Unfortunately, with time and mainly because of the First World War, women’s football got a big popularity in England, but it was not recognized for the FA (Football Association) until the end of The World Cup in England in 1966. There is no doubt that the lack of recognition (even boycott) by the FA represented an important obstacle of its expansion a development.

In 1970, in the Italian city of Turin the Women’s International Football Federation was created. This unfortunately wasn’t recognized by the FIFA. Even yet, its labor was fundamental for boosting women’s football. In fact, that same year the first “unofficial” Women’s World Cup was celebrated, in which the Denmark national team took the championship, a total of seven countries participated.

After that first World Cup, then the next one was celebrated in Mexico in 1971, where Denmark took the victory again. The championship was well received and it was a public success.

Something similar happened in Spain, where it wasn’t up to 1983 when the Spaniard Federation of Football recognized at last the women’s football team. By then, a men’s World Cup was already been celebrated in that country. Not only that, every Spanish player who played in the Spanish team before that day remains to be recognized as International.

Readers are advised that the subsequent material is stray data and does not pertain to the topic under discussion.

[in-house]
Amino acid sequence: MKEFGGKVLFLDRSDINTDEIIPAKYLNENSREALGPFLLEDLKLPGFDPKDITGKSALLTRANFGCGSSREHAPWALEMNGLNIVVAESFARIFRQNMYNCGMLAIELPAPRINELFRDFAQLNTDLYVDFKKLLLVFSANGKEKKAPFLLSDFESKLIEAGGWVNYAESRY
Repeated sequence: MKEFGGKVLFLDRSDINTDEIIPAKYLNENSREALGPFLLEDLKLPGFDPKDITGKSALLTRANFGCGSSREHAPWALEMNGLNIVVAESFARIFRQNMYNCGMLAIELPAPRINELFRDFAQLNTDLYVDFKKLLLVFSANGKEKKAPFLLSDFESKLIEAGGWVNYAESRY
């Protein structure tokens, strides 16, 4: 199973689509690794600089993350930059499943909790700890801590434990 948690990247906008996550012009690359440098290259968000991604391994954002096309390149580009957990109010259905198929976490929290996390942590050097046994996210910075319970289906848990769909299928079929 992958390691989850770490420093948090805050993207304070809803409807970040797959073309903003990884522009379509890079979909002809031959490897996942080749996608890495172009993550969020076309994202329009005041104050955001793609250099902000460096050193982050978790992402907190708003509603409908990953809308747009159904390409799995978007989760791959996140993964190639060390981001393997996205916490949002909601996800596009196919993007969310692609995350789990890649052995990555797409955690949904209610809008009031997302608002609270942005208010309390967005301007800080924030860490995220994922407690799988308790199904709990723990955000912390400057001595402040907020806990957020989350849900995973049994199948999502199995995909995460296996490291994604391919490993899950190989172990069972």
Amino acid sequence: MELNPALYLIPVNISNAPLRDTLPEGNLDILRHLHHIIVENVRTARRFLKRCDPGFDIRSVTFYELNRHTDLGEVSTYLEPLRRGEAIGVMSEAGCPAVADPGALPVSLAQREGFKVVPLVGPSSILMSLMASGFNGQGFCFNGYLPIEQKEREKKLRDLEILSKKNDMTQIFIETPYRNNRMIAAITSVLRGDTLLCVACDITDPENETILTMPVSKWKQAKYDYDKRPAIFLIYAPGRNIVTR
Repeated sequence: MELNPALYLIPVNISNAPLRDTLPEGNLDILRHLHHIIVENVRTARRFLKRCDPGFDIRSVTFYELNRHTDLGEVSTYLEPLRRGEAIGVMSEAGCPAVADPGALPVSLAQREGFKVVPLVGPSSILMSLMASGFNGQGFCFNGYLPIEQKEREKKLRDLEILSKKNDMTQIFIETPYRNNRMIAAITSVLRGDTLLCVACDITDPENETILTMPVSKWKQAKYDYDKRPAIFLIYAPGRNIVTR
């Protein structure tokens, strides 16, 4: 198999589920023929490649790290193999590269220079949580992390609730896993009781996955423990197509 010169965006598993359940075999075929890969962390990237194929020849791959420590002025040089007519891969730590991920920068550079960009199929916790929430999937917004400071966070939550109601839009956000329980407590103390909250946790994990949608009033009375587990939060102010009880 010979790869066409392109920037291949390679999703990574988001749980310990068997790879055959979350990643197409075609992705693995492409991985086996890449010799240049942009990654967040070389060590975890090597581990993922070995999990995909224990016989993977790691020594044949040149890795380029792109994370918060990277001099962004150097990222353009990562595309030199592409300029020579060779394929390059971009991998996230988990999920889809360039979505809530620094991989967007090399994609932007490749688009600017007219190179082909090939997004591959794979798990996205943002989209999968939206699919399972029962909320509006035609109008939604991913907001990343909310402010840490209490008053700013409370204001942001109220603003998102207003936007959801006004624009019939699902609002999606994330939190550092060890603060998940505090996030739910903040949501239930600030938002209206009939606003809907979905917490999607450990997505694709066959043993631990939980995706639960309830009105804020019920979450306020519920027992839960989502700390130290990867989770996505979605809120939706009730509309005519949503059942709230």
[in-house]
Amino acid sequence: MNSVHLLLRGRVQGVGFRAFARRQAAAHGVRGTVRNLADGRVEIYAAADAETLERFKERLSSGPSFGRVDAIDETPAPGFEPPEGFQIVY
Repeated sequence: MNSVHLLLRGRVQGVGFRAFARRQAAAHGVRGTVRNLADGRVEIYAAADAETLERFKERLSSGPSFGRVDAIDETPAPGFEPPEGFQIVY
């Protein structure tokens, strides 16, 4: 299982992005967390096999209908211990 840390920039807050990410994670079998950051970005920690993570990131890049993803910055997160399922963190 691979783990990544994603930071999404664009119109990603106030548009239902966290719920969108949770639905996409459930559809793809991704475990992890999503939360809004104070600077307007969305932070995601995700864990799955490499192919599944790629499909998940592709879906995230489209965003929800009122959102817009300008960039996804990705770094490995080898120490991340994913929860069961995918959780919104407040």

It was in that same decade when the FIFA finally decided to recognize women’s football. One of the most important consequences of that was the celebration of the first official World Cup, which took place in China in 1991. Twelve teams participated and the USA team was the champion. The tournament once again piqued the public’s interest.
Five years later the International Olympic Committee decided to include women’s football in the Olympic Games.

Evolution: amateur women´s football to the star

The Champion´s League had to wait longer to have a women’s competition. Nevertheless, the truth is that the Women’s Champions League is one of the biggest catalytic in the process of women’s football professionalization, since its picking its interest in a very impressive way. The best example is the 2022 semifinals game in Camp Nou between Barça and Wolfsburgo before 91.648 spectators.